Breast-feeding may pass good bacteria from mom to baby

October 3, 2013

Breast milk delivers beneficial
bacteria from a mother’s
gut to her baby’s digestive
system, according to a new
study.
Swiss researchers found
the same strains of several
types of beneficial bacteria
in breast milk and in mothers’
and babies’ feces. Strains
found in breast milk may
help establish a critical nutritional
balance in the baby’s
gut and may be important to
prevent intestinal disorders,
according to the authors of
the study in the Aug. 22 issue
of the journal Environmental
Microbiology.
“We are excited to find
out that bacteria can actually
travel from the mother’s gut
to her breast milk,” Christophe
Lacroix, of the Institute
for Food, Nutrition
and Health in Zurich, said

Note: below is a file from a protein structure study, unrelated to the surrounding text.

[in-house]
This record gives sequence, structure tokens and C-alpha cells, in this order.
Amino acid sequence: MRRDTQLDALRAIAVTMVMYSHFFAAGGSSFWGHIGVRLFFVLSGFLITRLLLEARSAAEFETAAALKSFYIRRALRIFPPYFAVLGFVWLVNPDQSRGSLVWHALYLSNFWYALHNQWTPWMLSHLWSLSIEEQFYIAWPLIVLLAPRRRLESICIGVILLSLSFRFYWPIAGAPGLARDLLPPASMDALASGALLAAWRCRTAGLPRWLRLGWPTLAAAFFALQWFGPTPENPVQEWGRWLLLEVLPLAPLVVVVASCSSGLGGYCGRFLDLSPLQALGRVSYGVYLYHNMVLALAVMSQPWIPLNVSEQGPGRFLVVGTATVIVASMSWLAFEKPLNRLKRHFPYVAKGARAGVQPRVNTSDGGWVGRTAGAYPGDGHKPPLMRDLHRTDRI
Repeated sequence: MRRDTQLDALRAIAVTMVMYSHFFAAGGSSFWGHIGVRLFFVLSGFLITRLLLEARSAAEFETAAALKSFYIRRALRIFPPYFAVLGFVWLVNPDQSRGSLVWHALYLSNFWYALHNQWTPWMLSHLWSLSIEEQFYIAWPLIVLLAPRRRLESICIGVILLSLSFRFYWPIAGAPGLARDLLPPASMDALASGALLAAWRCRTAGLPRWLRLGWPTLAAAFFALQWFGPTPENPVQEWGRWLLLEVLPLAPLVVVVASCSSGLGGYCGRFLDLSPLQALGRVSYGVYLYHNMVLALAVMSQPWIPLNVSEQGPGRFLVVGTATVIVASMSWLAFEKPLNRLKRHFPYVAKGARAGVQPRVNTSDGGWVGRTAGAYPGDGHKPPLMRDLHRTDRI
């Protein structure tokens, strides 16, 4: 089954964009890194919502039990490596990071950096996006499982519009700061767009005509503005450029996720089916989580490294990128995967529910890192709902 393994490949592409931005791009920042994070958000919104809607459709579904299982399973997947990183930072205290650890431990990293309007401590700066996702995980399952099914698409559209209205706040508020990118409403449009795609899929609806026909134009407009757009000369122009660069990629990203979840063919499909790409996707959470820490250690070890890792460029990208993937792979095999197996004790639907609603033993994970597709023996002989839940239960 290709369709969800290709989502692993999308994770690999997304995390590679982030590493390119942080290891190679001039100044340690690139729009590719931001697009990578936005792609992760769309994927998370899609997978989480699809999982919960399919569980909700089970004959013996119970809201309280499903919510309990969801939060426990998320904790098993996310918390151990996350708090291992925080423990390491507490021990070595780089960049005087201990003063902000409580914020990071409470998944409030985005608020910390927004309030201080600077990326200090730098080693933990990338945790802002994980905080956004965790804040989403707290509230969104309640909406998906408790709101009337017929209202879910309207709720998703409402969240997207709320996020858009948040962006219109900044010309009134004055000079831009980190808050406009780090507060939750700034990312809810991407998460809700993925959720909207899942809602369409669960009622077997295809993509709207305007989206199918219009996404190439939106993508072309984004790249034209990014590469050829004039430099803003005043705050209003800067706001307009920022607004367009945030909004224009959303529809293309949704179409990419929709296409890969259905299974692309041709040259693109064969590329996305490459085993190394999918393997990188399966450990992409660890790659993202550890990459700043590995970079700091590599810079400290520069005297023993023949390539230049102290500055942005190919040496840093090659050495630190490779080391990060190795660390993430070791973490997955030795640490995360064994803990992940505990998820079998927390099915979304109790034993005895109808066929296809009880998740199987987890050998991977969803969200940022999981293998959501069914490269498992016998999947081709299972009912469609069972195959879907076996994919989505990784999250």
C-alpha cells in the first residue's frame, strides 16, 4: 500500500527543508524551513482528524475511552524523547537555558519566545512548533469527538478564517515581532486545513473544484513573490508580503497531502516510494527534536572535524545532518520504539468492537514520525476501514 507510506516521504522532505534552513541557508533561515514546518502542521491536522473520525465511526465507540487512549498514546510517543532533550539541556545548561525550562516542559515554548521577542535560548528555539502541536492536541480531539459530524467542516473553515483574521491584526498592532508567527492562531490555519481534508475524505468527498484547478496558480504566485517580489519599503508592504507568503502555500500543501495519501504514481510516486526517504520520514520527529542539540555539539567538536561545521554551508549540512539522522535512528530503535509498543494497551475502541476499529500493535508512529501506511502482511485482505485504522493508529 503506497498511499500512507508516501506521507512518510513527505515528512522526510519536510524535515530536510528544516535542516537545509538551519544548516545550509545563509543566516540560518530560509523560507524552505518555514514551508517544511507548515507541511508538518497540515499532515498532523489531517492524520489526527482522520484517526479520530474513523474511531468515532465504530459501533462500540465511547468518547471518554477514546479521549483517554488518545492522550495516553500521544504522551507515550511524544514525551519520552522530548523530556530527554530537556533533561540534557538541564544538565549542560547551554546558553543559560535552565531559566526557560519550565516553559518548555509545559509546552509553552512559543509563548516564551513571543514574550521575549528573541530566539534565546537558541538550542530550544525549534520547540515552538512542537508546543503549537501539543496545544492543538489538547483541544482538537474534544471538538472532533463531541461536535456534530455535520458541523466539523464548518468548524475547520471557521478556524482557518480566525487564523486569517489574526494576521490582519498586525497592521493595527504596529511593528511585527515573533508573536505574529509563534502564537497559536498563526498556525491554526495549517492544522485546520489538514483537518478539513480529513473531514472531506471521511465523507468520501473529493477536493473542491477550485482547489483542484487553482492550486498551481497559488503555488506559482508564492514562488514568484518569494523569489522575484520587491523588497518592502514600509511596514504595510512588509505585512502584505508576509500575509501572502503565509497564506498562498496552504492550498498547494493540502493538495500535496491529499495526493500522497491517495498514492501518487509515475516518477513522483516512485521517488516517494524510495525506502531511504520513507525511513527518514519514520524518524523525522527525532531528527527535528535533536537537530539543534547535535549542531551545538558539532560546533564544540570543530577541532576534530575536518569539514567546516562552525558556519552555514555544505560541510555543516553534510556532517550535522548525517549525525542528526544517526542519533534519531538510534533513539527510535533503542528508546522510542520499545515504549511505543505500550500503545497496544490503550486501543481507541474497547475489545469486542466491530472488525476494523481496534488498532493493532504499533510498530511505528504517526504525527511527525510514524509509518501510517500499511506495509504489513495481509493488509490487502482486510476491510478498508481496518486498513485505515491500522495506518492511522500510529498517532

in a journal news release. “A
healthy community of bacteria
in the gut of both mother
and baby is really important
for baby’s gut health and immune
system development,”
he explained.
“We’re not sure of the
route the bacteria take from
gut to breast milk but, we
have used culture, isolation,
sequencing and fingerprinting
methods to confirm that
they are definitely the same
strains,” Lacroix added.
Further research is needed
to determine how beneficial
bacteria are transferred
through breast milk from
mother to infant. Having
a greater understanding of
how babies acquire a population
of beneficial bacteria
in their digestive system may
lead to the development of
formula milk that is more
like breast milk, the researchers
said.